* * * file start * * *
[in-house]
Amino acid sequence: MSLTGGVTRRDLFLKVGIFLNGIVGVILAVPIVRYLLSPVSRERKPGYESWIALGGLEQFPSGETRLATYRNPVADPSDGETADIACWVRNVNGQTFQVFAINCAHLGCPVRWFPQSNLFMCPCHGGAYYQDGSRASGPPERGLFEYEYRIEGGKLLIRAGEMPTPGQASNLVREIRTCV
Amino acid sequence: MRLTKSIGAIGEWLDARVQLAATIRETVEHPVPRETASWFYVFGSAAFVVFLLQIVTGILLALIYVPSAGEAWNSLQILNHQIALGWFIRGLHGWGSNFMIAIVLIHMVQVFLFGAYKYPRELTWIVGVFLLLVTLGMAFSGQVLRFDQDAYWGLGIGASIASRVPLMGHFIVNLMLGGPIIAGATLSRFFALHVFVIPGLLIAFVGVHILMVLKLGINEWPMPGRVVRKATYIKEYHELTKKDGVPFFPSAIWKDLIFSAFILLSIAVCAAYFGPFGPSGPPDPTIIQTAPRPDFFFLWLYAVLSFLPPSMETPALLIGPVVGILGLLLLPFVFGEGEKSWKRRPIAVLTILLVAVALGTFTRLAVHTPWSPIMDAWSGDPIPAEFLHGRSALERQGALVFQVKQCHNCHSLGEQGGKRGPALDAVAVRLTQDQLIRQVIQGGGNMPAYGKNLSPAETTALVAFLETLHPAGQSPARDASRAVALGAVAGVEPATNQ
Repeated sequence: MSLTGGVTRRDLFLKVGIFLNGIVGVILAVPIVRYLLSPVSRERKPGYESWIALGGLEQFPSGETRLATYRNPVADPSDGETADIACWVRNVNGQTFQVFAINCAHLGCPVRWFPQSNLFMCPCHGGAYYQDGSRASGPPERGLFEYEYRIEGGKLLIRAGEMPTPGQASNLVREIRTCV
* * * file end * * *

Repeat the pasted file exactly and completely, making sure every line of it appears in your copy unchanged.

[in-house]
Amino acid sequence: MSLTGGVTRRDLFLKVGIFLNGIVGVILAVPIVRYLLSPVSRERKPGYESWIALGGLEQFPSGETRLATYRNPVADPSDGETADIACWVRNVNGQTFQVFAINCAHLGCPVRWFPQSNLFMCPCHGGAYYQDGSRASGPPERGLFEYEYRIEGGKLLIRAGEMPTPGQASNLVREIRTCV
Amino acid sequence: MRLTKSIGAIGEWLDARVQLAATIRETVEHPVPRETASWFYVFGSAAFVVFLLQIVTGILLALIYVPSAGEAWNSLQILNHQIALGWFIRGLHGWGSNFMIAIVLIHMVQVFLFGAYKYPRELTWIVGVFLLLVTLGMAFSGQVLRFDQDAYWGLGIGASIASRVPLMGHFIVNLMLGGPIIAGATLSRFFALHVFVIPGLLIAFVGVHILMVLKLGINEWPMPGRVVRKATYIKEYHELTKKDGVPFFPSAIWKDLIFSAFILLSIAVCAAYFGPFGPSGPPDPTIIQTAPRPDFFFLWLYAVLSFLPPSMETPALLIGPVVGILGLLLLPFVFGEGEKSWKRRPIAVLTILLVAVALGTFTRLAVHTPWSPIMDAWSGDPIPAEFLHGRSALERQGALVFQVKQCHNCHSLGEQGGKRGPALDAVAVRLTQDQLIRQVIQGGGNMPAYGKNLSPAETTALVAFLETLHPAGQSPARDASRAVALGAVAGVEPATNQ
Repeated sequence: MSLTGGVTRRDLFLKVGIFLNGIVGVILAVPIVRYLLSPVSRERKPGYESWIALGGLEQFPSGETRLATYRNPVADPSDGETADIACWVRNVNGQTFQVFAINCAHLGCPVRWFPQSNLFMCPCHGGAYYQDGSRASGPPERGLFEYEYRIEGGKLLIRAGEMPTPGQASNLVREIRTCV